The 2002 Open Was Just - Well British


So we learned that Tiger is only human, after all. Hes affected by natures elements, he does indeed bleed, he has the rare bad day, etc., etc. If you have bad enough weather, and if he has enough lip-out putts, Woods will indeed break. Amazing, isnt it?
Lets play a silly little game for a moment. Pretend that Saturday never existed. Throw out Woods 81. Pretend that the variables of Sunday never followed the realities of Saturday ' and granted, that is a king-sized stretch of the imagination. But imagine it anyway, and do you know who would have been in the playoff?
None of the four who competed in the actual Sunday playoff. In our fantasy game, Tiger Woods would have played Padraig Harrington. Both would have had 54-hole scores of 10-under-par. Shigeki Maruyama would have just missed with a score of 9-under. Ernie Els, the eventual 2002 British Open champion, would have recorded 8-under, tying him with Duffy Waldorf.
And speculation of the calendar Grand Slam would still have been a distinct possibility. Harrington is a wonderful golfer with unlimited possibilities, but in a four-hole playoff ' especially in THOSE four holes ' youve got to like Tiger.
If Tiger had only shot 74 instead of 81, he would have been in the real-time playoff. If he had just shot 73 ' 2-over-par, he would have won outright. If, if, if
Woods, of course, played in the absolute worst of Muirfields Saturday trifecta of atrocious weather ' gales, cold, and pelting rain. He wasnt the only one ' Els played in it, too, and he fared far better. A 72 that seemed like a 62 in those conditions was what won it. Woods couldnt survive a Saturday score of 10-over-par, and his 10-under the other three rounds was just so much window dressing.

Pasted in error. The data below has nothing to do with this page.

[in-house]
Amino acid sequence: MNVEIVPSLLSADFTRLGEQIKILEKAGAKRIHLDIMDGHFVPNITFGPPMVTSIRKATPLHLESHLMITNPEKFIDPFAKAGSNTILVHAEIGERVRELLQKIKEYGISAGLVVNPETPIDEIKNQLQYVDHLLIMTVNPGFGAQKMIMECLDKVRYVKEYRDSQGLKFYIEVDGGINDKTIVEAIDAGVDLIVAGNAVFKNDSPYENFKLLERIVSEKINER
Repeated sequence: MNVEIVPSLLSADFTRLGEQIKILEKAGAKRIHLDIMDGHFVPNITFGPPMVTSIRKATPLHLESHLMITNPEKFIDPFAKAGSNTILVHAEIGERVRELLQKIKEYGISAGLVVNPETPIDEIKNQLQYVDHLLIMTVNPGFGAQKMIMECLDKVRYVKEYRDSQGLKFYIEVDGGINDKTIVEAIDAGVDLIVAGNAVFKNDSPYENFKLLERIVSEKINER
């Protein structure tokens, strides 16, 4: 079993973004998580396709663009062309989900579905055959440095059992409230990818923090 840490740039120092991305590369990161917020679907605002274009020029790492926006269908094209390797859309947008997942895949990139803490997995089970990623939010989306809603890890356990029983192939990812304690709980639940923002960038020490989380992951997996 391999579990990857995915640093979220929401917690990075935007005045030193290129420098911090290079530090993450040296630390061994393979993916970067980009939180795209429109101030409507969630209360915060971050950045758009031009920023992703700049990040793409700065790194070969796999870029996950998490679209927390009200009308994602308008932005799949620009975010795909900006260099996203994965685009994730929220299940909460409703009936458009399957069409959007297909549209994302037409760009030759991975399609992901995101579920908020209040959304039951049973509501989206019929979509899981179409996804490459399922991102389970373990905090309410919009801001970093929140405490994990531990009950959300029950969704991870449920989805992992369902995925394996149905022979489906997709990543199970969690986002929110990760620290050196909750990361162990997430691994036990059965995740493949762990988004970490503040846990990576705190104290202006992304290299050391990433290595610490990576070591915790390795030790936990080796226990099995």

A lot of people say thats a shame. I say its wonderfully apropos, making the British Open again the most quirky major of them all. Check it out since in the recent tournaments 1990 ' theres something in there for everyone in this musty old championship.
In 1989, Mark Calcavecchia won when his approach shot at 17 caromed off a bank and, miraculously, came back onto the green. In the playoff, he beat Greg Norman and Wayne Grady. Norman seemingly had it won before he decided to chip from just off the green instead of putt. He made bogey there, and then blew it completely on the final hole when he selected driver instead of a fairway wood.
In 1992, John Cook had a two-shot lead with four two play, but Nick Faldo won with perhaps the best four holes of his career.
Who could forget Jesper Parnevik in 1994? He went into the 18th hole with a one-stroke lead, but he hadnt bothered to look in on the leaderboard. Consequently, Nick Price snuck in with a long eagle putt back on the 17th while Jesper made bogey up ahead on 18, thanks to an overly aggressive play by Parnevick.
How about 1995? John Daly won in a playoff, but not before Costantino Rocca holed a putt at the Valley of Sin at St. Andrews on the 72nd ' this after Rocca had made a mess of the previous shot. Mark OMeara in 1998 was 62nd at the halfway point, thought he had lost a ball the third round, and he had to go into extra holes to defeat Brian Watts ' who made one of the all-time great bunker shots to send it into the four-hole overtime.
Frenchman Jean Van de Velde did his macho thing in 1999, coming unraveled on the 72nd hole with a triple bogey and allowing Paul Lawrie to sneak in at pitifully prepared Carnoustie. Lawrie beat Van de Velde and Justin Leonard in a playoff.
David Duval lost the 2000 Open when he couldnt negotiate the road hole bunker at St. Andrews, slipping out of sight when Woods won. Last year Duval rebounded to play flawlessly, of course, and pick up this championship. Who was second? Niclas Fasth ' dont you remember?
Which brings us to this years oddity, capped by Saturdays horrific weather and Sundays four-man playoff ' which was played two-by-two, a weird one to be sure. In this one, there was another Frenchman ' Thomas Levet instead of Van de Velde ' and two Aussies, Stuart Appleby and Steve Elkington instead of Norman and Grady. Of course, none of the three won.
OK, so it was really weird. But it was the British Open. That should be nuff said. Anyone can win, and just as importantly, anyone can lose. The oldest Open is also the most wacky. Stiff upper lip, old chap! It is, dare we say, the most British?